Politics – relating to citizens
Politics actually means relating to citizens. Does it ?
The turn out in local elections or by elections is roughly about 30%. You might say politics doesn’t actually capture the the hearts and minds of the British people.
We shouldn’t be satisfied with a turn out of 30% . We should want a turn out of 80% at least.
Politics affects all our lives. The decisions made by politicians affects our health, education, transport. The list is endless.
Yet why do people feel disinterested, why do people feel their vote doesn’t count, why do people not want to get involved.
I think they feel powerless at times. Politician after politician has made a promise, they will do this, they will do that. Then when they don’t do what they have said they are going to do, the person that voted for them or their party feels let down. A good example of this is the promises Nick Clegg made in his manifesto. How can you make a pledge saying you will fight against any rise in tuition fees and then do the exact opposite. Citing that the game has changed because they are in power. All the excuses in the world will not change the fact that you made a promise, a pledge to your voters and you broke that promise.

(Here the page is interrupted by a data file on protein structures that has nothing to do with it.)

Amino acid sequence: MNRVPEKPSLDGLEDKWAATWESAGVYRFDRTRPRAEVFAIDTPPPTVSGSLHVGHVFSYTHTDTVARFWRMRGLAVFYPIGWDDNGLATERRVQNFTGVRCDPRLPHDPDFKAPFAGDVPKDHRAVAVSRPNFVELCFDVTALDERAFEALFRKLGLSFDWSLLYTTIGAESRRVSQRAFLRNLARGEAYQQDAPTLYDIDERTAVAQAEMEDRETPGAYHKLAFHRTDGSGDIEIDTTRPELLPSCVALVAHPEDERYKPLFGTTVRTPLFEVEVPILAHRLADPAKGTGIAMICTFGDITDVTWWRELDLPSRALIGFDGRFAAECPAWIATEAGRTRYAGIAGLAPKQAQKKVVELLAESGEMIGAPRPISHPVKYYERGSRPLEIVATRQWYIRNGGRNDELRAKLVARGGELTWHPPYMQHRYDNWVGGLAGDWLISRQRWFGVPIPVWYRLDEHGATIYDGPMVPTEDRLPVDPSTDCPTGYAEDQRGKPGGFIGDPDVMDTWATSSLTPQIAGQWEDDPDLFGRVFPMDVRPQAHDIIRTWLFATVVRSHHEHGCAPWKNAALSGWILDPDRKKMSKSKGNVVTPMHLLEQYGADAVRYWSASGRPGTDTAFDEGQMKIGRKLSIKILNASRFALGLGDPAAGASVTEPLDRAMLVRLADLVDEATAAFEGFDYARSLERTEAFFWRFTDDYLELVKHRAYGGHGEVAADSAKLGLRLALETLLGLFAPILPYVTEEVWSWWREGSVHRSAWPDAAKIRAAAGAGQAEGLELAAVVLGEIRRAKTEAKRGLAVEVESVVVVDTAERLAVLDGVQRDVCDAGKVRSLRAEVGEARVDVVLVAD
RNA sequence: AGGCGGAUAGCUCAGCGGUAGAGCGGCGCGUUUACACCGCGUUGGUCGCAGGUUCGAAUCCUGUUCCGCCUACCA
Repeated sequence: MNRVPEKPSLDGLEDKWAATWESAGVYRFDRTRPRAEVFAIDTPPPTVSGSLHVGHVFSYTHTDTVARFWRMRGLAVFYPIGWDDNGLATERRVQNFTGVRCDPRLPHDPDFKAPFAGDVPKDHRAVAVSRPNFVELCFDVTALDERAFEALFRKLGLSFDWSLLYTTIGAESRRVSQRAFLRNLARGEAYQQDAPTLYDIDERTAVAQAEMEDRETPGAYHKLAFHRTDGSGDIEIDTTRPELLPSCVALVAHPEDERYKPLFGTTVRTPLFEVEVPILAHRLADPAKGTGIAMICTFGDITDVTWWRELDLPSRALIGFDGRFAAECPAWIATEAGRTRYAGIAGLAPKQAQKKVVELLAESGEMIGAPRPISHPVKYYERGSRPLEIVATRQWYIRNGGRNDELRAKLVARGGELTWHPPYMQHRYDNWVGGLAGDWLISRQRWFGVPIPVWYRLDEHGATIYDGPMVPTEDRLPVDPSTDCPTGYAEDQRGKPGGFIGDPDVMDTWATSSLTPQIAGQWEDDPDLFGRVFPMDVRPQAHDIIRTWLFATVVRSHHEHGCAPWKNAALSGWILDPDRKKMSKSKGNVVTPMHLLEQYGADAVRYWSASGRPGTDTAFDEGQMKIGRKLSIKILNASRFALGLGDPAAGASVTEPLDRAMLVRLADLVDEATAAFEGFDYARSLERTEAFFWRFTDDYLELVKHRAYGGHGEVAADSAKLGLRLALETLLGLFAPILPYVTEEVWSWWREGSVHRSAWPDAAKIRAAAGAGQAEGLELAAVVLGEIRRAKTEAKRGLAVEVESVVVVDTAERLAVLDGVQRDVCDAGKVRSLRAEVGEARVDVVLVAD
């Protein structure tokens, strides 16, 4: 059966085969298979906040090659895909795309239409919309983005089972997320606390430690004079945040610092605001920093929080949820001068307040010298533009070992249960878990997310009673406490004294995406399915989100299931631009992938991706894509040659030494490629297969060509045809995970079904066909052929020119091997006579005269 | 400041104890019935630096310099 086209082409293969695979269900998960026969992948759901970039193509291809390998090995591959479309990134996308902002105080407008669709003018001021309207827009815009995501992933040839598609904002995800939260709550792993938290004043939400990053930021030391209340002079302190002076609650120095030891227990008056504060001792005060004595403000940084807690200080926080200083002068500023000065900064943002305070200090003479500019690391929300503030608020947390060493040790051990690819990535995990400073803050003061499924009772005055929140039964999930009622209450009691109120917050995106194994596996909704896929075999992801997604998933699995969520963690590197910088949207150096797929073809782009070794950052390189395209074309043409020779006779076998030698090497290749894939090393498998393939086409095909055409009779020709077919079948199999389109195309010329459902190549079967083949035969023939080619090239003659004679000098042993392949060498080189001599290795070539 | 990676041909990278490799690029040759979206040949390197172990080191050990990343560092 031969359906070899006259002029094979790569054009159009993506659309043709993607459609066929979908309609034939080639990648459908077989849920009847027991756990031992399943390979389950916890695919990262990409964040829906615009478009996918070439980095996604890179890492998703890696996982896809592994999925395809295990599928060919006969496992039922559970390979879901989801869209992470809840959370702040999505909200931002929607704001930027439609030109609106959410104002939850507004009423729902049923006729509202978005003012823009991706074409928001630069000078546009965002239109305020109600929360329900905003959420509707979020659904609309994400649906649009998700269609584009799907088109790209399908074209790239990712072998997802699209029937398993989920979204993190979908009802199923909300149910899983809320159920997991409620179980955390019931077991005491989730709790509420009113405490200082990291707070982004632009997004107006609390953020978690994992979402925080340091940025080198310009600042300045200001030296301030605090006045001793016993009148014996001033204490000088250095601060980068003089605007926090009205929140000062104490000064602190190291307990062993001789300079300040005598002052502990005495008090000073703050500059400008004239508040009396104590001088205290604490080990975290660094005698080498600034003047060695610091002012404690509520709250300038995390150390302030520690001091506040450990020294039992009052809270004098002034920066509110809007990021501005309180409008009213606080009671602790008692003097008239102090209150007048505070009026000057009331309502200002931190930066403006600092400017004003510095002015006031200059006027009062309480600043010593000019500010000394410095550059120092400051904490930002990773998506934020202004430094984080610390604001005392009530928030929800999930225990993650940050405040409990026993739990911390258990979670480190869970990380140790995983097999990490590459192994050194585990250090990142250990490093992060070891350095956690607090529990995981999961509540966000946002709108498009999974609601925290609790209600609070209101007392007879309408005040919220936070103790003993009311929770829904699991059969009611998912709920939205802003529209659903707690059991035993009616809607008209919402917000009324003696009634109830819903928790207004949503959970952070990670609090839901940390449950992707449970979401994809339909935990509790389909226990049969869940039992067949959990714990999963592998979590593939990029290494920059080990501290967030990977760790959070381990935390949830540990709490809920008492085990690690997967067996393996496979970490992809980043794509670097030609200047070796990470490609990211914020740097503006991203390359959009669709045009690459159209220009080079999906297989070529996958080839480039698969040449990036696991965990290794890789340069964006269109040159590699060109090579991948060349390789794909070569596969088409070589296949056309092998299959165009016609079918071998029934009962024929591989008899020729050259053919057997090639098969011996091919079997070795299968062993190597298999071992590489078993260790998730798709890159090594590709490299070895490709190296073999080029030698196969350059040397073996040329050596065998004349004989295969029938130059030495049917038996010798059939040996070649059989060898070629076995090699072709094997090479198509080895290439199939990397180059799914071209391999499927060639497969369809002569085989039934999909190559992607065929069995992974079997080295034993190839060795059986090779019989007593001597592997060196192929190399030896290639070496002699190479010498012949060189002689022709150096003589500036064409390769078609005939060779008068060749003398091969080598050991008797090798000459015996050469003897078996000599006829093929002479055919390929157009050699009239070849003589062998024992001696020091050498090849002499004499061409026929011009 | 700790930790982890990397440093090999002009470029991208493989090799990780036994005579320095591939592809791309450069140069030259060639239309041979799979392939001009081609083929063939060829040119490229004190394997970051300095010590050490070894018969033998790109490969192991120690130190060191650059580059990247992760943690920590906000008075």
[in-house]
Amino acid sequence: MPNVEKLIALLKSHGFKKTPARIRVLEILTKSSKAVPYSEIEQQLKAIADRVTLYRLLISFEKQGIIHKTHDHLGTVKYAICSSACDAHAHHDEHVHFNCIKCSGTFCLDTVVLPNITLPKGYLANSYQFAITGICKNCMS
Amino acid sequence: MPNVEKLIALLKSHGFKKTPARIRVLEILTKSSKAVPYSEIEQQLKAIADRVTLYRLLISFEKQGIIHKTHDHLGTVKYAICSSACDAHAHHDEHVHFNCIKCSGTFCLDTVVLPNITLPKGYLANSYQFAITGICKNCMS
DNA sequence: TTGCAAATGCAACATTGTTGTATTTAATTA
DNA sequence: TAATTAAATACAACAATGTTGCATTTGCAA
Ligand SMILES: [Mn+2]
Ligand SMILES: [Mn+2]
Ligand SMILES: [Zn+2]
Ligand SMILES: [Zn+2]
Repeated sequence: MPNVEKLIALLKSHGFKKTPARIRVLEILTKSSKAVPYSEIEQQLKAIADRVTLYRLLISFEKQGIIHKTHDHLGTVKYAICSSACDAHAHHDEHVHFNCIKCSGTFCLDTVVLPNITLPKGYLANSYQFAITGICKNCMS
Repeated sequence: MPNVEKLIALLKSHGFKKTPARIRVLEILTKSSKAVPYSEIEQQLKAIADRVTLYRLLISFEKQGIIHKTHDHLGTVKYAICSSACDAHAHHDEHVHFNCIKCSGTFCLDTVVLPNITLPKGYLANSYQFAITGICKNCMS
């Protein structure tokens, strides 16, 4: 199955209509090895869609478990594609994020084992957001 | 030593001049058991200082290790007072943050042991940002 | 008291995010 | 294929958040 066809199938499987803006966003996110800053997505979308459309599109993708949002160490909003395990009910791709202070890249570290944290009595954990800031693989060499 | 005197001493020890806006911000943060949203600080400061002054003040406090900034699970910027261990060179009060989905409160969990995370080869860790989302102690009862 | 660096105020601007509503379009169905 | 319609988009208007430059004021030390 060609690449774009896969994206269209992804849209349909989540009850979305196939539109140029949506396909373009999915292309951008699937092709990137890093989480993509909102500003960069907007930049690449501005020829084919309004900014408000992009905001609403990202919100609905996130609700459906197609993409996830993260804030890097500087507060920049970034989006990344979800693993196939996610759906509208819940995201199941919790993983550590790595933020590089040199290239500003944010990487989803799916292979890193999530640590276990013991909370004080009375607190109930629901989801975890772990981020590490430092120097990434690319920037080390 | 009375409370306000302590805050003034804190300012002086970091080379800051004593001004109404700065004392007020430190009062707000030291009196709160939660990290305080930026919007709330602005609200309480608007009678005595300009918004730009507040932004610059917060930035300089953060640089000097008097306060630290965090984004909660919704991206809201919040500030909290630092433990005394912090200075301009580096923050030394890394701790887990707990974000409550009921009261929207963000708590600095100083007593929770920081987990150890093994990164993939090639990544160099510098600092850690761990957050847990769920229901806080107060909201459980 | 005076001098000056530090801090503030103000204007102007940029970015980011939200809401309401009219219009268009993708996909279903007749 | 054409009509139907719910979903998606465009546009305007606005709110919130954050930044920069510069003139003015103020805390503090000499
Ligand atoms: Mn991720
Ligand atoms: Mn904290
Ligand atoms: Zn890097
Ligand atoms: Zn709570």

This is what damages the faith in politics and politicians.
Another point is that politicians seem to want to play a political game. Politics isn’t a game. It’s life. The decisions you make as a politician actually affect the lives of the people who you represent.
I am a local politician. I came into politics because I actually felt it needed more people like me who weren’t in it for the game, who actually wanted to try and change the perception of politics. If I can inspire others to get involved, to feel that their vote does count, then maybe just maybe we can , little by little we can get people to the ballot box and they can feel empowered.